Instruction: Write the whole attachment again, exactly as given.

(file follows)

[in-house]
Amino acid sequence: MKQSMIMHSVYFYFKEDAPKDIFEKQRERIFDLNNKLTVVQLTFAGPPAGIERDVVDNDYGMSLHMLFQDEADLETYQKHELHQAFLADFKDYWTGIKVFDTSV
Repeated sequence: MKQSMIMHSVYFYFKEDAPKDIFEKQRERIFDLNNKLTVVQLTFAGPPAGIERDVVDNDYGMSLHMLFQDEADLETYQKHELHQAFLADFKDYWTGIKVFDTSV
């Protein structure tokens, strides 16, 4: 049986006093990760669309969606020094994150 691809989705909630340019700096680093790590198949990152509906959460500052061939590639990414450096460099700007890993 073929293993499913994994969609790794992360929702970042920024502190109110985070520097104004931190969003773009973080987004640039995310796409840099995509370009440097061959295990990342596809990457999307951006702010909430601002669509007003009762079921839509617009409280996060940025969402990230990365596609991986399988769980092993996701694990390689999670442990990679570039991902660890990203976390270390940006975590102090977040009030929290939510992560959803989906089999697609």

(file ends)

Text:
[in-house]
Amino acid sequence: MKQSMIMHSVYFYFKEDAPKDIFEKQRERIFDLNNKLTVVQLTFAGPPAGIERDVVDNDYGMSLHMLFQDEADLETYQKHELHQAFLADFKDYWTGIKVFDTSV
Repeated sequence: MKQSMIMHSVYFYFKEDAPKDIFEKQRERIFDLNNKLTVVQLTFAGPPAGIERDVVDNDYGMSLHMLFQDEADLETYQKHELHQAFLADFKDYWTGIKVFDTSV
């Protein structure tokens, strides 16, 4: 049986006093990760669309969606020094994150 691809989705909630340019700096680093790590198949990152509906959460500052061939590639990414450096460099700007890993 073929293993499913994994969609790794992360929702970042920024502190109110985070520097104004931190969003773009973080987004640039995310796409840099995509370009440097061959295990990342596809990457999307951006702010909430601002669509007003009762079921839509617009409280996060940025969402990230990365596609991986399988769980092993996701694990390689999670442990990679570039991902660890990203976390270390940006975590102090977040009030929290939510992560959803989906089999697609």